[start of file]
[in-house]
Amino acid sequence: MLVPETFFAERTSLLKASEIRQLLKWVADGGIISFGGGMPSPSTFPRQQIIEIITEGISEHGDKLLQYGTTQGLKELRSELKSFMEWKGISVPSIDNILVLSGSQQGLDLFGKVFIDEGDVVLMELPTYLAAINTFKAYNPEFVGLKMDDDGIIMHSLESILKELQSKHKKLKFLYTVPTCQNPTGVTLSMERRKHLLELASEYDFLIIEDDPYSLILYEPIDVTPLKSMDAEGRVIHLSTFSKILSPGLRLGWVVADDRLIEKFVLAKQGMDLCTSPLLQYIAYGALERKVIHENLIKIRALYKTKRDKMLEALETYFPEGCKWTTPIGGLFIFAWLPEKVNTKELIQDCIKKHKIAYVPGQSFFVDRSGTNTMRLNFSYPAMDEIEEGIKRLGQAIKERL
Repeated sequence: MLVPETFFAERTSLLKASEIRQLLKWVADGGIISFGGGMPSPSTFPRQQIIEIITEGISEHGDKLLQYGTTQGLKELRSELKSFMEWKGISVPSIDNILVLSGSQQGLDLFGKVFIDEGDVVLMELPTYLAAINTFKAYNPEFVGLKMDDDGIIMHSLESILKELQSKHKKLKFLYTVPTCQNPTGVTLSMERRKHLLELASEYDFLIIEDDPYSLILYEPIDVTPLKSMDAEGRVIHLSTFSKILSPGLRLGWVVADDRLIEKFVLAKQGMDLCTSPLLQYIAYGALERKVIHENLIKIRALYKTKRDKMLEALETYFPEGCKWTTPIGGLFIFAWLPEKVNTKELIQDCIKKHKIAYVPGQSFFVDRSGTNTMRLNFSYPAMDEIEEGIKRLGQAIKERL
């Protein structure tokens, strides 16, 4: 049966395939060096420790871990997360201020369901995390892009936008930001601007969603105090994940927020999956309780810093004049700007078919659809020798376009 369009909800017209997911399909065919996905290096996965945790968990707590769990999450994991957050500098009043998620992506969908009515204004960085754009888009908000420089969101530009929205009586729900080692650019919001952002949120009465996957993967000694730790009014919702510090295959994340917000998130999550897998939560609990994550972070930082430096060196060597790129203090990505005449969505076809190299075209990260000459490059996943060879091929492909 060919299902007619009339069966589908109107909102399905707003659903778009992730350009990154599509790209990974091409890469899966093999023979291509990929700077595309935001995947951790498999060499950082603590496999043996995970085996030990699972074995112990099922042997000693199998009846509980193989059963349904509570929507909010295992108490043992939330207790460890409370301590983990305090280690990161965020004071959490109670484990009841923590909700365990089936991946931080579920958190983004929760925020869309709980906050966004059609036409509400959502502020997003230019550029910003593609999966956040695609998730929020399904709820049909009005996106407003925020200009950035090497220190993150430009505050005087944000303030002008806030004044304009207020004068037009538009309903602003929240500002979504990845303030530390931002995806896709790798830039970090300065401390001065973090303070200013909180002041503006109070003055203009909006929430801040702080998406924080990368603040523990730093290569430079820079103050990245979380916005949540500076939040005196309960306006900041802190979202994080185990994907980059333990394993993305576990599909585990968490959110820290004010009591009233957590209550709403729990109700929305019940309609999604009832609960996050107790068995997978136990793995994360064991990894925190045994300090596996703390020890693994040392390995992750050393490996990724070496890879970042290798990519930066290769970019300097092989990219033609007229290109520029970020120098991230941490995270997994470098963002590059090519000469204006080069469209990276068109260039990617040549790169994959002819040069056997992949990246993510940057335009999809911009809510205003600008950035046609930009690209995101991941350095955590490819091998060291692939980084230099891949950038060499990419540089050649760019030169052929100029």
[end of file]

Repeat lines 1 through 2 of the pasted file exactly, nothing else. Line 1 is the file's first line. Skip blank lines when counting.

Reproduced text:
[in-house]
Amino acid sequence: MLVPETFFAERTSLLKASEIRQLLKWVADGGIISFGGGMPSPSTFPRQQIIEIITEGISEHGDKLLQYGTTQGLKELRSELKSFMEWKGISVPSIDNILVLSGSQQGLDLFGKVFIDEGDVVLMELPTYLAAINTFKAYNPEFVGLKMDDDGIIMHSLESILKELQSKHKKLKFLYTVPTCQNPTGVTLSMERRKHLLELASEYDFLIIEDDPYSLILYEPIDVTPLKSMDAEGRVIHLSTFSKILSPGLRLGWVVADDRLIEKFVLAKQGMDLCTSPLLQYIAYGALERKVIHENLIKIRALYKTKRDKMLEALETYFPEGCKWTTPIGGLFIFAWLPEKVNTKELIQDCIKKHKIAYVPGQSFFVDRSGTNTMRLNFSYPAMDEIEEGIKRLGQAIKERL